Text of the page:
One in a series of holiday-inspired destinations in co-op country.
This month: Memorial Day.
A Memorial Day destination in co-op country
by Gregg MacDonald, Staff Writer
Tucked away into the equestrian history of the James E. Swart Animal Center in Front Royal, Va., are ties to a world-famous World War I warhorse, a legendary Triple Crown winner and Gen. George S. Patton’s Lipizzaner stallions, to name but a few.
On the property that today houses the Northern Virginia 4-H Educational and Conference Center, some remnants remain from the original Front Royal Remount Depot, created more than 110 years ago to supply the U.S. Army’s need for horses and mules trained for military service.
One of those military remnants is an equine dip tank used to kill external parasites. It is widely believed to be the only one remaining in the continental United States.
Conceived by the Army’s Quartermaster Corps in 1911, Front Royal was chosen as one of three national Remount Depot locations because of its proximity to Virginia horse breeders and rail transportation. The other two depots were in Ft. Reno, Okla., and Ft. Keogh, Mont.
At that time, the U.S. Army felt that although thousands of wild horses existed in western states, few were considered to be of military quality.
By the early 1900s, as automobiles began to replace horses as a primary form of transportation, breeding declined, and it became increasingly difficult for the military to procure substantial quantities of quality horses on the private market. So, they decided to start breeding their own.
“The Army acquired 5,000 acres near the Blue Ridge Mountains combining several farms and erecting a complex of buildings,” says Remount Depot Historian and Rappahannock Electric Cooperative member Phillip Gibbons. “The depot was constructed about 2 miles southeast of Front Royal, in Warren County.”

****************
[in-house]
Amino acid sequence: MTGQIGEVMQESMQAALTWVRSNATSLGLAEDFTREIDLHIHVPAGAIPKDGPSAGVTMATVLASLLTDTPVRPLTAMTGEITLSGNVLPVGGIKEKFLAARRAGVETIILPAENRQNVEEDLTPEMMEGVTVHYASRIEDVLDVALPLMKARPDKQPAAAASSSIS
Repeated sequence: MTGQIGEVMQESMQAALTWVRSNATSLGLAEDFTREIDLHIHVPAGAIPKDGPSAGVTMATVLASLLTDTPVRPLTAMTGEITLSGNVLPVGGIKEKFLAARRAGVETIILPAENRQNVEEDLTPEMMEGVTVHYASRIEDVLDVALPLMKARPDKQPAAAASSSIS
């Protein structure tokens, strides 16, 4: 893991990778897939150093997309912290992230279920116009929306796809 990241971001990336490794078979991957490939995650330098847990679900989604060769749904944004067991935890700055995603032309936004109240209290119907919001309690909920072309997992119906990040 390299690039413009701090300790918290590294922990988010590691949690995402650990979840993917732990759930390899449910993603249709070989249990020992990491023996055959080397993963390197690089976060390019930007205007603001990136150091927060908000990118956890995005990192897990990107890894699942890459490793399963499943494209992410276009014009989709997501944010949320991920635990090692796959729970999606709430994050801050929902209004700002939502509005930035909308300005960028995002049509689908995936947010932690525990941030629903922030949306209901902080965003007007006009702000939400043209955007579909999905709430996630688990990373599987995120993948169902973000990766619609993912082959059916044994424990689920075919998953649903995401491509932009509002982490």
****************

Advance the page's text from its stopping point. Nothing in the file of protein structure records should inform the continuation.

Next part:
According to Gibbons, the Front Royal Remount Depot received its first six breeding stallions in 1912. Five were thoroughbreds donated by August Belmont of the New York Jockey Club and included the Hall of Fame racehorse, Henry of Navarre.
Horse owner Samuel D. Riddle donated the services of Triple Crown-winner Man O’ War, still today considered one of the greatest racehorses of all time, to the Front Royal Depot, as did scores of other prominent breeders.
In 1920, the Front Royal Quartermaster Remount Depot added the U.S. Army Horse Breeding Plan to its mission. The breeding plan began with 159 stallions and, by 1928, the depot was breeding 18,000 mares a year. By 1942, the Remount Service had registered more than 715 stallions and produced more than 230,000 foals.
Some additional well-known horses associated with the Front Royal Depot include the mare Jenny Camp. Ridden by Army Captain Earl F. Thomson in two Olympics, she remains one of only three horses to win consecutive individual medals. Gen. “Blackjack” Pershing’s world-famous warhorse, Kidron, was also retired to the depot at the age of 36.
The German Lipizzaner stallions that Patton rescued at the end of World War II were also among 143 German POW horses quarantined at Front Royal upon their arrival in America.
“The use of horses by the U.S. military was being rapidly phased out by the time we entered into World War II and the emphasis shifted to mules,” says Gibbons.
Thousands of mules were sent to Front Royal to be conditioned and trained, then shipped by train to Newport News to be placed on transport ships bound for European theaters of war.
With the decline of overall equine use in the military, the Remount offices were closed in 1948, and the breeding program transferred to the Department of Agriculture, along with the depots, equipment and breeding stock.
The Agriculture Department liquidated the program the following year and all stocks were sold at public auction. “Although no longer trained in Front Royal, mules are still trained and used by the military today for mountain warfare,” says Gibbons.
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Getting the Royal Treatment
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